Zimmerman’s team, comprised in part by researchers Roberta Seid and Michael Wise, found faults in the methods used by the PA to determine its population, including counting the 230,000 Arab residents of Jerusalem twice.

The PA claims a natural population growth rate of 4 to 5 percent per year, among the highest in the world, but Palestinian Ministry of Health records published annually since 1996 contradict the PA’s own claim and instead claim actual growth rates averaging around 3 percent.

Zimmerman’s study shows how the PA tampered with its own data, retroactively raising growth rates in 2002. His study also shows a steady pattern of decline leading to a natural growth rate in 2003 of just 2.6 percent.

The study also found a dramatic and growing decline in the number of children per Palestinian mother and says Palestinians actually have been moving away from the West Bank and Gaza in contrast to PA claims of large immigration numbers.

At the same time, Zimmerman’s team has shown birthrates among Israeli Orthodox Jews are at the highest rates ever, and general Israeli Jewish fertility over the past 5 years has risen above top scenarios first considered by Israel’s Bureau of Statistics. The study states Israel did not account for a likely continuation of Jewish immigration trends over the next 20 years.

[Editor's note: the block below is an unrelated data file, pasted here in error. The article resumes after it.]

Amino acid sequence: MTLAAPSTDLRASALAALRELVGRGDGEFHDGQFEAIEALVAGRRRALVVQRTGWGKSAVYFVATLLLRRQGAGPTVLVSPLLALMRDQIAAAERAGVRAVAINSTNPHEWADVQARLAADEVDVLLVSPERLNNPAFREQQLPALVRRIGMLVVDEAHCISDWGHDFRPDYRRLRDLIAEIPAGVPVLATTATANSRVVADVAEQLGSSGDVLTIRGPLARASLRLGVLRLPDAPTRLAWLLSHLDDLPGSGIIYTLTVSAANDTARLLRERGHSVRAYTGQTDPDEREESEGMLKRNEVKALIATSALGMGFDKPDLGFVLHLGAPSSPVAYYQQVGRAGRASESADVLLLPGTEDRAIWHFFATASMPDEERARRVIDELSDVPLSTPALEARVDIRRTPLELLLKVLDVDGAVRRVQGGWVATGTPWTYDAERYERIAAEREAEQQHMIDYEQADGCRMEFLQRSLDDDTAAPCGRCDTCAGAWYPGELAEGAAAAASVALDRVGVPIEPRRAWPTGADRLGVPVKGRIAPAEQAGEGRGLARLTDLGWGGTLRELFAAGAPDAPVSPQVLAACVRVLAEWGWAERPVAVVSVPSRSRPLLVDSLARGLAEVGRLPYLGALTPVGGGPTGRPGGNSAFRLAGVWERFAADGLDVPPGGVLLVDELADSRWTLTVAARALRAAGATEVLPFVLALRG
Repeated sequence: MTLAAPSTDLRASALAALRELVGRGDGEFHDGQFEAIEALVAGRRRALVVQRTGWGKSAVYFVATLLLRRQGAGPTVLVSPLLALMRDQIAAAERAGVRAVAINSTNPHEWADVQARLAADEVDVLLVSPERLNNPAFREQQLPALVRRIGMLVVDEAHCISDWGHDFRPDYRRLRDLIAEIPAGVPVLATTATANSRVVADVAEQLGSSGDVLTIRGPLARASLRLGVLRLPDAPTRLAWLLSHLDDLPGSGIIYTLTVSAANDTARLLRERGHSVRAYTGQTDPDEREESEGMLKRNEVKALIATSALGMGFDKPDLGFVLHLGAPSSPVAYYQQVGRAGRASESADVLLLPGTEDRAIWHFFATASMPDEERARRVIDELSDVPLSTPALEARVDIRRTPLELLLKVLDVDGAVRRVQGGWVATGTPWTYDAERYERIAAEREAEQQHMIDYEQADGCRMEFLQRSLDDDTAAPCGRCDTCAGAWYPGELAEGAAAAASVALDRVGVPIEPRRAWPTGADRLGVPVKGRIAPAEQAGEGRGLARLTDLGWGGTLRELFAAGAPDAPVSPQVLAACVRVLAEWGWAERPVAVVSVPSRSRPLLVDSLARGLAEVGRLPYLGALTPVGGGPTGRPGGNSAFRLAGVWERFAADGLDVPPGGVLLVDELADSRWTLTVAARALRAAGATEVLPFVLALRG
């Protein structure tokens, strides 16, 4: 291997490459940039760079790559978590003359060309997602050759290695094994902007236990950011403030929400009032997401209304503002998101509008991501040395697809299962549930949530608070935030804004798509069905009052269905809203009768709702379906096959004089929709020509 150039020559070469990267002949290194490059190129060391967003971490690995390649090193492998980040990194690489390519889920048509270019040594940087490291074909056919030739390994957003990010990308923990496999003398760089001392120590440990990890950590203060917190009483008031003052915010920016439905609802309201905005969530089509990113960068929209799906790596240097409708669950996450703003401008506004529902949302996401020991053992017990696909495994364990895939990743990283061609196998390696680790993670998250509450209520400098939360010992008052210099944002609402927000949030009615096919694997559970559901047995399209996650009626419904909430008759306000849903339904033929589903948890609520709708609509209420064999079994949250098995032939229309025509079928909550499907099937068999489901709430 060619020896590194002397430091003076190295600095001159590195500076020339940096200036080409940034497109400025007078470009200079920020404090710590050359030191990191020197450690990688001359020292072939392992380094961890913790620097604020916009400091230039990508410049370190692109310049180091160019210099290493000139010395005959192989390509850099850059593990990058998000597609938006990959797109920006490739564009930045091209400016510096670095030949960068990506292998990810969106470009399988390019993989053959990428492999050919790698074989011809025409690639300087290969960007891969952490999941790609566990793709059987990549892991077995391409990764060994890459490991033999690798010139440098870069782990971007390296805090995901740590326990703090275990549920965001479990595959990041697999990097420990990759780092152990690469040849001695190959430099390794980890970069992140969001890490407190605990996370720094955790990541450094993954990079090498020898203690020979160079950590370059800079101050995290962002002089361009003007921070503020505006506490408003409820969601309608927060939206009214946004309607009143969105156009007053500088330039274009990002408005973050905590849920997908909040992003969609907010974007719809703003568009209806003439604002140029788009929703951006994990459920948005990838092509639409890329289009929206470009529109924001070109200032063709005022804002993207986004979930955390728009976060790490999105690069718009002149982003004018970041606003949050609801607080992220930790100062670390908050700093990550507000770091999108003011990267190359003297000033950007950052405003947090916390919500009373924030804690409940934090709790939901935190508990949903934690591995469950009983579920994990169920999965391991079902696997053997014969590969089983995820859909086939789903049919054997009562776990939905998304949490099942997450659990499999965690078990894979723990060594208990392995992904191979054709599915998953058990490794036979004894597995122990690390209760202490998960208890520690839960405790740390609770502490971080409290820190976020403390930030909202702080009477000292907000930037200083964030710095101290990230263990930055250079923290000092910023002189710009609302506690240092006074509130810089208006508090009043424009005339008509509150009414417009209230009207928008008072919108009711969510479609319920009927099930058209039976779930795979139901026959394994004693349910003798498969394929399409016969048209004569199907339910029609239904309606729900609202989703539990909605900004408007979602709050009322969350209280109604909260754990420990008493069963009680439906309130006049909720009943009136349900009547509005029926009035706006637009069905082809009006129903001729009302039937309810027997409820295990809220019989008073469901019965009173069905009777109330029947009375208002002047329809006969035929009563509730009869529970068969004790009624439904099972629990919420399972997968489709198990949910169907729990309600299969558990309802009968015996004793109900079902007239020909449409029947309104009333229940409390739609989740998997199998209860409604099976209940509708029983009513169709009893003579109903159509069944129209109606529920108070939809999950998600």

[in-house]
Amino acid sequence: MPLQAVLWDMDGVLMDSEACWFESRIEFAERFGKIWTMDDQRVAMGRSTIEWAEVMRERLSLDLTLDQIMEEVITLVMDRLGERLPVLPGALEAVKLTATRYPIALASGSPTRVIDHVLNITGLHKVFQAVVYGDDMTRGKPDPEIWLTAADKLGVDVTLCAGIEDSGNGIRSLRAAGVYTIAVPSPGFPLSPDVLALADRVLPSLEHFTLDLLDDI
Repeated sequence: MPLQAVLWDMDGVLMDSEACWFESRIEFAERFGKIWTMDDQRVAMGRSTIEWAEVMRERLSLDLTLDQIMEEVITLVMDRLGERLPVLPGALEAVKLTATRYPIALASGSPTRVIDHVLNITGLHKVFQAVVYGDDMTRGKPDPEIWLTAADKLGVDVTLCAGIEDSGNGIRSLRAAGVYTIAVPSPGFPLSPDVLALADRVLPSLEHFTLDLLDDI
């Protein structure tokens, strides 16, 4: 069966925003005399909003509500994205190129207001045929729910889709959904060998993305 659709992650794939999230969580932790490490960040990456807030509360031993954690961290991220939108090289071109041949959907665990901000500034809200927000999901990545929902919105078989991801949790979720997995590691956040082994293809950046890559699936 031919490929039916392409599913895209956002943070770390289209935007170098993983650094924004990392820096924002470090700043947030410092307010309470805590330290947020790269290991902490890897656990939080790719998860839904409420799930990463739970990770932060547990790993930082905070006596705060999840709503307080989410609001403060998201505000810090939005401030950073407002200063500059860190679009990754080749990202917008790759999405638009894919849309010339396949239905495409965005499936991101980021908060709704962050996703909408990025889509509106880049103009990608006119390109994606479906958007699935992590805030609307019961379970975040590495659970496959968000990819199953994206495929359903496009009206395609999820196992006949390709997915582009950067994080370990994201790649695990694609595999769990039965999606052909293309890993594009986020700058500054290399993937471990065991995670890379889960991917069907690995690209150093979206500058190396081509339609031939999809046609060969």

The allegedly inflated PA population numbers have been accepted by Israel and were used in formulating future demographic statistics, including those outlined in Olmert’s address.

The PA information also was adopted by such prominent Israeli demographers as the University of Haifa’s Arnon Soffer and the Hebrew University’s Sergio Della Pergola, who both famously warned that by 2020 Jews will make up between 40 and 46 percent of the population in both Israel and the territories.

Under Zimmerman’s mid-case scenario, however, Israeli Jews maintain current fertility rates and immigration averages of 20,000 per year or 400,000 over two decades. Israeli Arab fertility rates, meanwhile, fall slowly over a 20 year period. The result is a Jewish majority in Israel in 2025 of 63 percent.

According to other likely scenarios contained in the new data, Jews could outnumber Arabs by 71 percent if Jewish fertility rates continue to rise and immigration increases further.

“It is ironic that just as we now find Israel is in the best position ever with regard to population, Olmert announces a plan to run away and give up the West Bank, claiming Israel’s Jewish character is threatened,” said Zimmerman.

Some Israeli critics, a few of whom have been associated with Israel’s liberal parties, have been slamming Zimmerman’s breakthrough study. Della Pergola, who conducted previous studies in Israel upholding the PA claims, called Zimmerman’s findings “groundless,” politically slanted and baseless from a research perspective. He slammed some of the credentials of Zimmerman’s researchers.

But the study has been lauded by esteemed American demographers Nicholas Eberstadt and Murray Feshbach, among others.

Several high-level Israeli politicians, including a previous member of Sharon’s cabinet, told WorldNetDaily they found the new study credible.

“This changes major previous assumptions, and it must result in an immediate debate as to the wisdom of our rushing into certain arrangements and solutions for the Palestinian problem,” the former cabinet minister said.